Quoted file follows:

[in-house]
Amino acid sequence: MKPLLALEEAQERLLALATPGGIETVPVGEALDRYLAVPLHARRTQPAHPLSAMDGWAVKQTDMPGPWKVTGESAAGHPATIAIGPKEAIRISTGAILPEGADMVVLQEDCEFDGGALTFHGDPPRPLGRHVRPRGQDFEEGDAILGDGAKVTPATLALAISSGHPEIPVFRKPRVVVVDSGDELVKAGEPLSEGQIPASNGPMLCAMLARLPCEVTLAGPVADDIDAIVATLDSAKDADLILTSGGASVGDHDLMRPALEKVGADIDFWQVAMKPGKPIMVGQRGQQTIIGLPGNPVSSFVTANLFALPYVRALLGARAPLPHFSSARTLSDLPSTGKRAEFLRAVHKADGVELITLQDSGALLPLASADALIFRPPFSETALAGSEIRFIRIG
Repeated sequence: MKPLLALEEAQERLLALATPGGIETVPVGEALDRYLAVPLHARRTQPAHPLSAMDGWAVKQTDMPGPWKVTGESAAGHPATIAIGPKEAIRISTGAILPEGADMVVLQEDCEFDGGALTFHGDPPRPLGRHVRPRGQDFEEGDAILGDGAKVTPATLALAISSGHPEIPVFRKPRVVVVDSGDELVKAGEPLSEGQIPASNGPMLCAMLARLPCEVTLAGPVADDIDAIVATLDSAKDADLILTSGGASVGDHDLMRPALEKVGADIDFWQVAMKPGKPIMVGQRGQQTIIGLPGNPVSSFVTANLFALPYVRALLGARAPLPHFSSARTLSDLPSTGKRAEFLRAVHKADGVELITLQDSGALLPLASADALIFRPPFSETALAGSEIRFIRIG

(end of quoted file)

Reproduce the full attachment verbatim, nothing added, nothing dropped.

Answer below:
[in-house]
Amino acid sequence: MKPLLALEEAQERLLALATPGGIETVPVGEALDRYLAVPLHARRTQPAHPLSAMDGWAVKQTDMPGPWKVTGESAAGHPATIAIGPKEAIRISTGAILPEGADMVVLQEDCEFDGGALTFHGDPPRPLGRHVRPRGQDFEEGDAILGDGAKVTPATLALAISSGHPEIPVFRKPRVVVVDSGDELVKAGEPLSEGQIPASNGPMLCAMLARLPCEVTLAGPVADDIDAIVATLDSAKDADLILTSGGASVGDHDLMRPALEKVGADIDFWQVAMKPGKPIMVGQRGQQTIIGLPGNPVSSFVTANLFALPYVRALLGARAPLPHFSSARTLSDLPSTGKRAEFLRAVHKADGVELITLQDSGALLPLASADALIFRPPFSETALAGSEIRFIRIG
Repeated sequence: MKPLLALEEAQERLLALATPGGIETVPVGEALDRYLAVPLHARRTQPAHPLSAMDGWAVKQTDMPGPWKVTGESAAGHPATIAIGPKEAIRISTGAILPEGADMVVLQEDCEFDGGALTFHGDPPRPLGRHVRPRGQDFEEGDAILGDGAKVTPATLALAISSGHPEIPVFRKPRVVVVDSGDELVKAGEPLSEGQIPASNGPMLCAMLARLPCEVTLAGPVADDIDAIVATLDSAKDADLILTSGGASVGDHDLMRPALEKVGADIDFWQVAMKPGKPIMVGQRGQQTIIGLPGNPVSSFVTANLFALPYVRALLGARAPLPHFSSARTLSDLPSTGKRAEFLRAVHKADGVELITLQDSGALLPLASADALIFRPPFSETALAGSEIRFIRIG